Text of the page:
Whoa, we might finally get a federal law making revenge porn illegal


In 16 states, if a nude photo of you winds up online without your permission, it is highly likely that there is nothing you can do about it. Even in states where sharing such images online is illegal, in some cases it is only illegal in a few specific circumstances. In 2016, privacy for our most vulnerable, intimate images is still not a right.

The Intimate Privacy Protection Act, introduced on Thursday by Congresswoman Jackie Speier (D-Calif), aims to change that. The bill would make so-called revenge porn illegal at a federal level; those who share non-consensual nude images would face fines and up to five years in prison whether the images were shared by a jilted ex-lover out of spite, or by those seeking to profit from the privacy violation.

This law would go a long way toward stamping out revenge porn once and for all.

In the past three years, huge strides have been made toward ending revenge porn. More than half the states have passed laws criminalizing revenge porn. Reddit, Facebook, Google and Twitter have all recently banned nonconsensual nudes, as well. But the laws that exist are a confusing patchwork of legislation in which many states still offer scant protections for many of the situations in which non-consensual nudes end up online. Arizona’s recently passed law, for example, only criminalizes non-consensual nude images if they were actually shared with the intent of revenge. In Arizona, if those images are propagated, say, by one of the thousands of websites profiting off the distribution of women’s nudes against their will or nursing home staffers Snapchating compromising images of patients just for kicks, victims are left with no legal recourse.

The proposed law would not only provide legal avenues to justice in states without any laws on the books at all, but would make protections much broader by making it illegal to distribute nude images “with reckless disregard for the person’s lack of consent.”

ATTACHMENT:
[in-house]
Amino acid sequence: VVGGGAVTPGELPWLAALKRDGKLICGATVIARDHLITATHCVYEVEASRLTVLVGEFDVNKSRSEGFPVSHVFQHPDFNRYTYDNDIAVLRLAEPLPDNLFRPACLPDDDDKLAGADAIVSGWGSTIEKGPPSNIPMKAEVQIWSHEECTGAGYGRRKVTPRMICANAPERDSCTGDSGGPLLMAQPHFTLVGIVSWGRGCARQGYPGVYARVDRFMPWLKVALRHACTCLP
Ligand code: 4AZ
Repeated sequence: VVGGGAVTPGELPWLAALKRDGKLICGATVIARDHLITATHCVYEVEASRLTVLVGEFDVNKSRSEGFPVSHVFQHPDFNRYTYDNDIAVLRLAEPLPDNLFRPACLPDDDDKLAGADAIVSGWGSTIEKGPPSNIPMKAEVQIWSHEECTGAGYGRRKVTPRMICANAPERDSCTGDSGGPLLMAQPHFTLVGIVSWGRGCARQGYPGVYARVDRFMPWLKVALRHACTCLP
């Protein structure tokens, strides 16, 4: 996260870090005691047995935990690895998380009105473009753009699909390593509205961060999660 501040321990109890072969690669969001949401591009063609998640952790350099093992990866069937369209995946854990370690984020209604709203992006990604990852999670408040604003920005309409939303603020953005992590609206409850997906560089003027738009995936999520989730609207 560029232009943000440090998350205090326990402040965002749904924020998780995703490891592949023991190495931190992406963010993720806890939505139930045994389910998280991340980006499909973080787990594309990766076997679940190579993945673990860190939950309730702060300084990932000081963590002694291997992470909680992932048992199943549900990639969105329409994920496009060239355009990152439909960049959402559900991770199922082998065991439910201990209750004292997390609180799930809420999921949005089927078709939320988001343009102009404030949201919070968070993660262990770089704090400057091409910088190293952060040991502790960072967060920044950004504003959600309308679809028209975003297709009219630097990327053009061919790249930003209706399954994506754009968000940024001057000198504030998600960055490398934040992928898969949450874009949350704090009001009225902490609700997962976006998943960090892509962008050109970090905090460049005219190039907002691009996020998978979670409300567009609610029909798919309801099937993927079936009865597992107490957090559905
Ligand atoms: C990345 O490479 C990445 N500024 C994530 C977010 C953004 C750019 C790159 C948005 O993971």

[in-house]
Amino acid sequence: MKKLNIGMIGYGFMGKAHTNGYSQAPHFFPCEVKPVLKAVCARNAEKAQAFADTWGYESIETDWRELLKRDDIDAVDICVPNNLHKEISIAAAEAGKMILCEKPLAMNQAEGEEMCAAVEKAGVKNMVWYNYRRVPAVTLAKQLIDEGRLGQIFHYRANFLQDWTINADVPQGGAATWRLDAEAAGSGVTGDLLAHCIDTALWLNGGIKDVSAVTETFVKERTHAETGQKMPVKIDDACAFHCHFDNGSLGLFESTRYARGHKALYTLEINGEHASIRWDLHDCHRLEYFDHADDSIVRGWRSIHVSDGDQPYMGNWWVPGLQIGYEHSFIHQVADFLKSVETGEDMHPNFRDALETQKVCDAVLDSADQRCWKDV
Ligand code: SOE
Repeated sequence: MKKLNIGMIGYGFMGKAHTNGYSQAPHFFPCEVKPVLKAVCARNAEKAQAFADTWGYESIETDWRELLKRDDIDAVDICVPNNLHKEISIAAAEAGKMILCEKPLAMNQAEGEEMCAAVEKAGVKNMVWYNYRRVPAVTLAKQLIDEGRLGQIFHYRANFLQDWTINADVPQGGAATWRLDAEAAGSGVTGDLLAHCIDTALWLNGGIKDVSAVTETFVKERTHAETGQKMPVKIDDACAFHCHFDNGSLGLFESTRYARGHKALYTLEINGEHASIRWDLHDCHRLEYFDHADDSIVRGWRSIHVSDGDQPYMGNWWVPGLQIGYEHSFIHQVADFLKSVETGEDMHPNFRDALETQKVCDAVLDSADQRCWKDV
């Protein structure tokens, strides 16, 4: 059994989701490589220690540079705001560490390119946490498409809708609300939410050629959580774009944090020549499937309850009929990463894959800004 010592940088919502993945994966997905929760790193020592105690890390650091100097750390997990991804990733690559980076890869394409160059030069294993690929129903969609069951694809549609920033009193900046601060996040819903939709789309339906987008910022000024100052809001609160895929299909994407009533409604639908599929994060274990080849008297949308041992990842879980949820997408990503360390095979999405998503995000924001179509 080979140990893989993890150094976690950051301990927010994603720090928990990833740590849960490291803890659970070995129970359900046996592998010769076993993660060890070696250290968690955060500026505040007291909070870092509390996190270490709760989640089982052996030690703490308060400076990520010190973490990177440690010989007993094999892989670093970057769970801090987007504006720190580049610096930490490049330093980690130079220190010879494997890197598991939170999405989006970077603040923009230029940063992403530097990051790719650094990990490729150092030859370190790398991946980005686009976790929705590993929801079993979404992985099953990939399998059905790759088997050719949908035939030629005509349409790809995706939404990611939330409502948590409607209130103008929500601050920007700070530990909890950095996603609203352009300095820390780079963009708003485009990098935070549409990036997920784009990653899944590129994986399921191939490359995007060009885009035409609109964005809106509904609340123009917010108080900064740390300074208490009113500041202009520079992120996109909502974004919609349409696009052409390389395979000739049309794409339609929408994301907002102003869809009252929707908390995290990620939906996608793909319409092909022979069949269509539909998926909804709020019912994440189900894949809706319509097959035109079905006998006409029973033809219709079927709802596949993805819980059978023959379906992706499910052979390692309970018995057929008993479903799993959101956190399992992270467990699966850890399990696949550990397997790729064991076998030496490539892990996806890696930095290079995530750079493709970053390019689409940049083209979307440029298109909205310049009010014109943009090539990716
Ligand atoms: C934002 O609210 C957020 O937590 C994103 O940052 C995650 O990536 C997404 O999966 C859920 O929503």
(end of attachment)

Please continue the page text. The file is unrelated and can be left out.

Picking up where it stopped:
“Across the country, 34 states have adopted their own bans on non-consensual pornography. Some of these laws are carefully crafted, but many have important elements lacking,” Speiers said, introducing the bill via Facebook Live. Some laws, she said, “only punish non-consensual pornography when the perpetrator is motivated by a desire to harass the victim, which leads perpetrators motivated by greed or voyeurism free to commit as many abuses as they want.”

Critics of the law argue that it is overly broad, potentially leading to infringements of First Amendment rights or the prosecution of situations that the law was not intended to prevent.

“When you’re talking about restricting communications, you need to be very narrow when you talk about restricting that right,” said Michael Macleod-Ball, who leads the American Civil Liberties Union federal First Amendment advocacy work. “There has to be some intent of malice.”

Macleod-Ball said that there have been “numerous examples of overzealous prosecutors obsessed with sex” wrongfully pursing prosecution under similar laws, pointing to the Pennsylvania prosecutor who in 2010 charged 10 teens with possessing child pornography for sexting.

The ACLU has been instrumental in either holding up or watering down many revenge porn laws, including Congresswoman Speier’s bill, which was initially slated to be introduced last September. The ACLU, for example, was the driving force behind redrafting Arizona’s revenge porn bill to require an intent to harm as criteria for prosecution. In Arizona, ACLU lawyers argued that the law could get newspapers or academics in hot water for showing images with political and historical significance, such the iconic 1972 “Napalm Girl” photo.